The Car Lust Lifestyle
Today I'd like to introduce you to someone who gets it. Someone who has an irrational passion for a vehicle, and isn't afraid to show it.
Ladies and Gentlemen, I give you: James F. Jones.
Okay, let's get the unimportant stuff out of the way:
SPRINGDALE – James F. Jones walked into an office at car dealer Jake Sweeney today, plunked down 16 coffee cans of coins and said: “I want that Chevy truck,” pointing to a red, 2008 half-ton Chevrolet Silverado.
“In my 19 years in this business I have never seen anything like this,” said Biff Arnold, finance manger for Jake Sweeney. “I have seen many buyers come in with a lot of cash money, but never this much money in coins.”
Then the counting began, led by salesman David Crisswell.
“He had dimes, quarters, half dollars, silver and Susan B. Anthony dollars. It took me an hour and a half to count all of it,” Crisswell said.
Crisswell said the Silverado that Jones bought cost $16,000, including taxes and fees. Jones and his wife, Betty, wrote a check for the remainder.
Jones, 70, said he has always kept his personal money in coins because he doesn’t trust banks or paper money.
“Paper money will burn, but it is hard to damage coins. I bought four or five rolls of coins each month. I don’t know how long it took me to save this amount, probably all my life, spending some of it now in then,” said Jones, who retired as an engineer from Fort Hamilton Hospital’s maintenance department in 2003.
Jones’ son Dennis, 49, said that as far back as he can remember, his father always had coins.
“He gave me lunch money in coins and each time he ever gave me money it was in coins,” Dennis Jones said. “I am amazed that we were able to talk him into buying a new truck, because he is pretty tight with his money.”
What does all that have to do with Car Lust? Nothing. In fact, I think it is just a sign of how news is increasingly out of touch with what people want to know. Who cares about someone paying for a truck with change? I know I use loose change to pay for, say, candy bars all the time. Routine stuff.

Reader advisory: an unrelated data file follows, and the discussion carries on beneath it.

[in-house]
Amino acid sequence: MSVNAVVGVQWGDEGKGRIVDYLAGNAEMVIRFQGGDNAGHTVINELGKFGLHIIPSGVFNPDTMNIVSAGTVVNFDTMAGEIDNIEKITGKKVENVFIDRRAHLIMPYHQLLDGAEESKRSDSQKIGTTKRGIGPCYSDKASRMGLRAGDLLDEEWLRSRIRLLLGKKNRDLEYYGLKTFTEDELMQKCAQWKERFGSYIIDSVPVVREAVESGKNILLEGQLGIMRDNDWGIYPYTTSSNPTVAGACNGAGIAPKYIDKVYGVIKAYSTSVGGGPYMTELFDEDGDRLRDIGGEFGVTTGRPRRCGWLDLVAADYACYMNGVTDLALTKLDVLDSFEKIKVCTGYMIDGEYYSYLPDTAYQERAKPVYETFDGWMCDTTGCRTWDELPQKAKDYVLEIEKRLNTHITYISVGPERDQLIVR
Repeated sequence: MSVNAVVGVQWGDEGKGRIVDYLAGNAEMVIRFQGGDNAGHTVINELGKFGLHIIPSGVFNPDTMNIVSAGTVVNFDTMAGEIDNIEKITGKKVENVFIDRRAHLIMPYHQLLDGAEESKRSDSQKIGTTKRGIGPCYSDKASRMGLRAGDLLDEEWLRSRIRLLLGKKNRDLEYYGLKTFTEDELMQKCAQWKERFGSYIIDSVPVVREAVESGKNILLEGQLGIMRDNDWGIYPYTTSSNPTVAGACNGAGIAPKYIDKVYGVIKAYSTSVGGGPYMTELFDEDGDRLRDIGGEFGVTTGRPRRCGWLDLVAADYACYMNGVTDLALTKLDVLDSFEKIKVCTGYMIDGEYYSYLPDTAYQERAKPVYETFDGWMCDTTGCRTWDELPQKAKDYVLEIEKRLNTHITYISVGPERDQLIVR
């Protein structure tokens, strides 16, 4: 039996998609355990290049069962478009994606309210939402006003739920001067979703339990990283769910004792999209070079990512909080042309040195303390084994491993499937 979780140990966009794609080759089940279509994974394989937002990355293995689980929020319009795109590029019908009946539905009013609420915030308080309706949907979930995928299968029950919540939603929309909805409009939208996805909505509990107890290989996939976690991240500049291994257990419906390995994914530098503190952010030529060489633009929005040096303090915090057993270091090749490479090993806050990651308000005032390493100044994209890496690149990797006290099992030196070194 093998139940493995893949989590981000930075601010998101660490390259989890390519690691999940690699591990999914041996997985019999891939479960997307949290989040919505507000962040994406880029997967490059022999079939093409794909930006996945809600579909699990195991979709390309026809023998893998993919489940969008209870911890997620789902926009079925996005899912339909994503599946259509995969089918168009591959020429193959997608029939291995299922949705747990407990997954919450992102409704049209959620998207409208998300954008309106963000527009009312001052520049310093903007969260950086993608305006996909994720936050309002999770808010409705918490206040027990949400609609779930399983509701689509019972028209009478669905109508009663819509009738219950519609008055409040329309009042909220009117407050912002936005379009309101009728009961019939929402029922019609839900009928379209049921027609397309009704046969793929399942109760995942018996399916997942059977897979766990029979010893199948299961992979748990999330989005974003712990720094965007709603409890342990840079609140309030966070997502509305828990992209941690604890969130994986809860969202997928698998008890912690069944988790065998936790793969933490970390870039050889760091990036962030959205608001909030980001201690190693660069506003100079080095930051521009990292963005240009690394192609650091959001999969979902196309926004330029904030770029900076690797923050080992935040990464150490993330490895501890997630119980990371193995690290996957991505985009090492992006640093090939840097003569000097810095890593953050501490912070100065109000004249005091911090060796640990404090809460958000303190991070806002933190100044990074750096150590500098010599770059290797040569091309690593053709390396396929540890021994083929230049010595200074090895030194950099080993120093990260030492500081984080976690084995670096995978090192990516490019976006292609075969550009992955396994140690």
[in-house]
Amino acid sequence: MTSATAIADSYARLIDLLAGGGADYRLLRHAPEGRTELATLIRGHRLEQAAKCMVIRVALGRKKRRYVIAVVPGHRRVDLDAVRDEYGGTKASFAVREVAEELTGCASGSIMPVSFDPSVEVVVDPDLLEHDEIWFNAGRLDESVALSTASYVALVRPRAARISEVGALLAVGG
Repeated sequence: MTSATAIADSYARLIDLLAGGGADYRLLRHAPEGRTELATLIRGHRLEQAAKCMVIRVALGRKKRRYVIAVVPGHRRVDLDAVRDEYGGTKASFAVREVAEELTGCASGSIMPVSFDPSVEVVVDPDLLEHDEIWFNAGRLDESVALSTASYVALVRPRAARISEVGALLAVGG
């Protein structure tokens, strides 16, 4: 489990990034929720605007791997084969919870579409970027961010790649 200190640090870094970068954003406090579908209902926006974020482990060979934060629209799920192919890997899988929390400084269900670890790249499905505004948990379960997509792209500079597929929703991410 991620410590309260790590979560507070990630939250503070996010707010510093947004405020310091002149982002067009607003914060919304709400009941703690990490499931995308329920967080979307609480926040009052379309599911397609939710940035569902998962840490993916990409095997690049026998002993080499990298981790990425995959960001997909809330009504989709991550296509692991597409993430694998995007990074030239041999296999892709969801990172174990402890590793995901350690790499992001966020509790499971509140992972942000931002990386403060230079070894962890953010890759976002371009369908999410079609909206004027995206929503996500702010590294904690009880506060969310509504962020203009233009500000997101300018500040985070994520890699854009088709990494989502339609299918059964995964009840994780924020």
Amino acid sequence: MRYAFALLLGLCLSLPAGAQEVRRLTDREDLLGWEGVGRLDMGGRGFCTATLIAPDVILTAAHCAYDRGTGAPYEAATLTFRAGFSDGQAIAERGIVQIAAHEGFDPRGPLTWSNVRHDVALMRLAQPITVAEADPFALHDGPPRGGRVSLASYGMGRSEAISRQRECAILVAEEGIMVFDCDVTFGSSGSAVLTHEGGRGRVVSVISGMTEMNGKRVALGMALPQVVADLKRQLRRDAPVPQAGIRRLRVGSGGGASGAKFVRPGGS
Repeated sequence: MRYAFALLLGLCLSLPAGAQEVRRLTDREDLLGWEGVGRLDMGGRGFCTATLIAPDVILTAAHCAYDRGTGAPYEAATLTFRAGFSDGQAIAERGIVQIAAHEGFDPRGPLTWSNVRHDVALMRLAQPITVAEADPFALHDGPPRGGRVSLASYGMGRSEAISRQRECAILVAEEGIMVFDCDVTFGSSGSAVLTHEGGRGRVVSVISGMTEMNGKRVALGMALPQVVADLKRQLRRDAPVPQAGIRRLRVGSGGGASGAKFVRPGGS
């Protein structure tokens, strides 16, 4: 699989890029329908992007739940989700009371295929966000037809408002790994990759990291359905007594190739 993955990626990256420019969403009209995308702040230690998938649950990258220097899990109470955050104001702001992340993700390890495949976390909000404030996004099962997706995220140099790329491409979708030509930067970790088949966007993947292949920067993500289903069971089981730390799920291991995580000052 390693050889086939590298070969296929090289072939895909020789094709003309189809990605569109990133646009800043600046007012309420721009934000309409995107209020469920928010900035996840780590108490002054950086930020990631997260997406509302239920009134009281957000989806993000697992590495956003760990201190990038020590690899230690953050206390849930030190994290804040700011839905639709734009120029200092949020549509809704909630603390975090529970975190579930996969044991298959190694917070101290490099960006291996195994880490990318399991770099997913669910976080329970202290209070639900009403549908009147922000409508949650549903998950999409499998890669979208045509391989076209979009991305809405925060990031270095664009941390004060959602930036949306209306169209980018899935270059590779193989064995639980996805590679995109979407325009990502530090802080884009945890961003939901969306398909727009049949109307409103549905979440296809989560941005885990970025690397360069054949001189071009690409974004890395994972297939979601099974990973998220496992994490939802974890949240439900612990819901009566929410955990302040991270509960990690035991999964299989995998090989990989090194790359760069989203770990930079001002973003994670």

So let's get back to what's newsworthy and important in life: irrational love for a vehicle.
James Jones had owned a 1981 Chevy pickup, which he kept until January last year.
He was driving a 27 year old truck! It doesn't say whether or not he bought it used, but if originally new, that means he cared for it and kept it running for 27 years. Either way, it's awesome. Awe-inspiring.
The emergency brake gave out as he walked in front of it while it was idling. The truck ran over him, crushing his liver, kidney and several ribs. He spent months in the hospital recuperating.
Now, we had some debate among the Car Lust writers as to how this could happen. If the truck was in Park, and still ran over him, then the vehicle's problem is bigger than just an emergency brake. Someone else pointed out, however, that if it were a standard transmission, it has no Park gear; if the vehicle was on even a mild slope, an emergency brake failure would result in the truck rolling forward.
“He still wanted to fix up the old truck and keep driving it, but I convinced him to give it up,” said Dennis Jones. “He is in pretty good health now, except he rambles a little when he talks.”
And that is the coup de grace, folks. When faced with a deteriorating vehicle that nearly killed him, all he wanted to do was fix up the truck and keep driving it. That's true dedication. That's the Car Lust Way.
But wait a second: why does "...except he rambles a little when he talks" sound familiar? Oh, that's right, from the Car Lust founder Chris Hafner's own biography:
Be cautious; if you would like to avoid hearing him drone on about Saabs for countless hours, it's best if you avoid eye contact and back away slowly.
Jim Jones (if that's your real name...), I dub thee Car Luster Emeritus. You are an inspiration to us all.
Picture is property of The Enquirer/Malinda Hartong; copied from Cincinnati.com